The Oxford Handbook of Cinematic Listening explores the place of cinema in the history of listening. It looks at the ways in which listening to film is situated in textual, spatial, and social practices, and also studies how cinematic modes of listening have extended into other media and everyday experiences. Chapters are structured around six themes. Part I ("Genealogies and Beginnings") considers film sound in light of pre-existing practices such as opera and shadow theatre, and also explores changes in listening taking place at critical junctures in the early history of cinema. Part II ("Locations and Relocations") focuses on specific venues and presentational practices from roadshow movies to contemporary live-score screenings. Part III ("Representations and Re-Presentations") zooms into the formal properties of specific films, analyzing representations of listening on screen as well as the role of sound as a representational surplus. Part IV ("The Listening Body") focuses on the power of cinematic sound to engage the full body sensorium. Part V ("Listening Again") discusses a range of ways in which film sound is encountered and reinterpreted outside the cinema, whether through ancillary materials such as songs and soundtrack albums, or in experimental conditions and pedagogical contexts. Part VI ("Across Media") compares cinema with the listening protocols of TV series and music video, promenade theatre and personal stereos, video games and Virtual Reality.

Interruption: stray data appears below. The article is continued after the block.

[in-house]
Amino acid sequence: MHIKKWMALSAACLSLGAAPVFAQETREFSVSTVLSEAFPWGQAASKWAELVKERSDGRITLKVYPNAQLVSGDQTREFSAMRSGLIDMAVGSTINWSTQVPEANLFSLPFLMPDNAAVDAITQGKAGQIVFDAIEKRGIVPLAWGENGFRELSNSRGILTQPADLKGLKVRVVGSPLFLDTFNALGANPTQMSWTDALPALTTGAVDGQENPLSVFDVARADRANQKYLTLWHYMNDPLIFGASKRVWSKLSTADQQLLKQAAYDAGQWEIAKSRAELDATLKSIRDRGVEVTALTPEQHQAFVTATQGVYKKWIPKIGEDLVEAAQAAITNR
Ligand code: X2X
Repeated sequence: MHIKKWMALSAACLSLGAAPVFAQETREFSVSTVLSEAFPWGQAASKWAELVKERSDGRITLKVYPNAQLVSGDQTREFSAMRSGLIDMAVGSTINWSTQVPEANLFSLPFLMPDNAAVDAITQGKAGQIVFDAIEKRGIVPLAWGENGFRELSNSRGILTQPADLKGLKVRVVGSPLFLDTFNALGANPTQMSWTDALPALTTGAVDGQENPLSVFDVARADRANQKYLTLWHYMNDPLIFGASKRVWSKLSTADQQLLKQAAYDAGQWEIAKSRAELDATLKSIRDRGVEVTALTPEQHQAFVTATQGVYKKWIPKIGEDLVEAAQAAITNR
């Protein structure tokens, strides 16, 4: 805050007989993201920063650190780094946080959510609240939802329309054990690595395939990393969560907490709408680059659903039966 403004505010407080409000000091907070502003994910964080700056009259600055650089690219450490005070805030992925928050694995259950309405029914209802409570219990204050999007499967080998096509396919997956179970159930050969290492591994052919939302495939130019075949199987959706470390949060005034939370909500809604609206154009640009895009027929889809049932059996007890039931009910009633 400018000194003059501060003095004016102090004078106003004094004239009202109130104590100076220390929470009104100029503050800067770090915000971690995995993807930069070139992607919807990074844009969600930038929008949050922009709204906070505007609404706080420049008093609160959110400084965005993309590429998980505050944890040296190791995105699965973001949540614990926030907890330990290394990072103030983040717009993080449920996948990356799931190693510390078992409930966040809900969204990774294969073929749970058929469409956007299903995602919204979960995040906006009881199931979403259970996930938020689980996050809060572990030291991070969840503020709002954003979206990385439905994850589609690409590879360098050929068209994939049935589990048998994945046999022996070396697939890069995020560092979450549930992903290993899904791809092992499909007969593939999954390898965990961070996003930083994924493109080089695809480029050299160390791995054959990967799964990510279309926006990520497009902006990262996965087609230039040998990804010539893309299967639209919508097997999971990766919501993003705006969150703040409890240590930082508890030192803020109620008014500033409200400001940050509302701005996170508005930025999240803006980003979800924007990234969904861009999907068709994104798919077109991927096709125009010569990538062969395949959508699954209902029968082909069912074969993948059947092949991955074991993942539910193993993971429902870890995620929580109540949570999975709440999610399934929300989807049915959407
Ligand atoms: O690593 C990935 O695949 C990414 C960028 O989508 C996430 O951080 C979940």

|Publisher||Oxford University Press|
|Rating||4/5 (31 users)|